Sex and gender

Micah Russell
July 2017

Significant work has been done recently, recently being half a cen-tury or so, on the subject of gender identity. As part of those eff-orts gender has been separated from sex in their definitions. Sex being male or female from birth. Not only would it be hard in the current climate to change gears per sé, I also do not necessarily want to change the definition. While the focus has recently been on gender and its infinite permutations or the rainbow of identity, the symbol of gay pride, I would like to focus now on sex. Because gen-der has been given such a broad definition, leading to such acro-nyms as LGBTQBDSM, I would like now to show how the defin-ition of sex is so tied to the birth event that it cannot be changed. Yes, through modern surgery and hormone therapy one can mimic other sex organs, one cannot change the sex with which one was born. As one great theorist has posited, if culture is one big stage and gender is the part that we play on that stage (like as in an opera or play), then our sex is our given name. During the play on life's stage our given name has very little meaning as opposed to the character's name, yet it is fixed at least for the duration of the play, similarly your sex is set and fixed for the duration of your life.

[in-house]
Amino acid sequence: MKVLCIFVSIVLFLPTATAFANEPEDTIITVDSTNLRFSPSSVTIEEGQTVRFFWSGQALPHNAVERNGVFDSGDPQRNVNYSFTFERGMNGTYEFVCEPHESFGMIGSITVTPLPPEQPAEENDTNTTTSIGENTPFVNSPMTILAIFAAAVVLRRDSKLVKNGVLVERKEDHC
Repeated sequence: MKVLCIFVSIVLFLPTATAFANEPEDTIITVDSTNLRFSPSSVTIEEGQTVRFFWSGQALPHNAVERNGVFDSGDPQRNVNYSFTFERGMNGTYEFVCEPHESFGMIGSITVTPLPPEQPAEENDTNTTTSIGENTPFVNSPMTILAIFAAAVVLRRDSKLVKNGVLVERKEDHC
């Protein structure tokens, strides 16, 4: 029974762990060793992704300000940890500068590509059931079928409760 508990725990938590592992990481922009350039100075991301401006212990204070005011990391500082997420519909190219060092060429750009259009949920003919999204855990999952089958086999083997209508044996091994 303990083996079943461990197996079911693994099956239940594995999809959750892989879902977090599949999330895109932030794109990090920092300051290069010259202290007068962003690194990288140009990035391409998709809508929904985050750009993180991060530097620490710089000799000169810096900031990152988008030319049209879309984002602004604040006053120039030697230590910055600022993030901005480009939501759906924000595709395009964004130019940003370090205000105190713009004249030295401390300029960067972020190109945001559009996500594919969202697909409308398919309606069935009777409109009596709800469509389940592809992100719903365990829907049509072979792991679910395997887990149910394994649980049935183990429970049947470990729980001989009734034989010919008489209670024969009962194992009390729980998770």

One might ask, "Micah, does this theory merely reconcile gender identity with your conservative morals?" One might also ask, "What efficiency or cultural value does this theory add to the public dis-course?" That it does reconcile my morals with gender identity de-monstrates that it is efficient in reconciling the moral groups within our society with the identity politics groups. Yet it is also efficient in that it braces one mutable identifier to one static identifier to deter-mine personal identity. This is not an attempt to limit the infinite permutations of identity, but to give it structure and a base from which to start.

I also personally feel the need to discuss this topic because of the increasing (or finally cataloging and recording such) suicide and self infliction of those who have identified themselves in unique and beautiful ways. It is my personal belief that this self destructive be-havior is a natural consequence for defying ones sex at the birth event, an immutable part of ones identity. How can one maintain a good self image if one denies a fixed, unchanging part of ones ide-ntity? Certainly there is some truth in remembering ones sex in that it reconciles diverging groups in society, can help prevent self des-tructive behavior, and promote the unchanging part of ones ident-ity. If there happens to be another way in arranging these issues so that everyone can define their identity in unique and safe ways, I will gladly accept that arrangement over my own. Thank you for reading my idea, and I sincerely hope it can be of good use to you, to your friends, or to our society as a whole. As always, that is my sincere desire and purpose for writing at all. Thank you and I hope that you will contribute to the Verastruct conversation soon. Write about something you feel others have missed, yet is true, and don't be afraid to submit it in the submission section below. I look for-ward to hearing from you. Bye!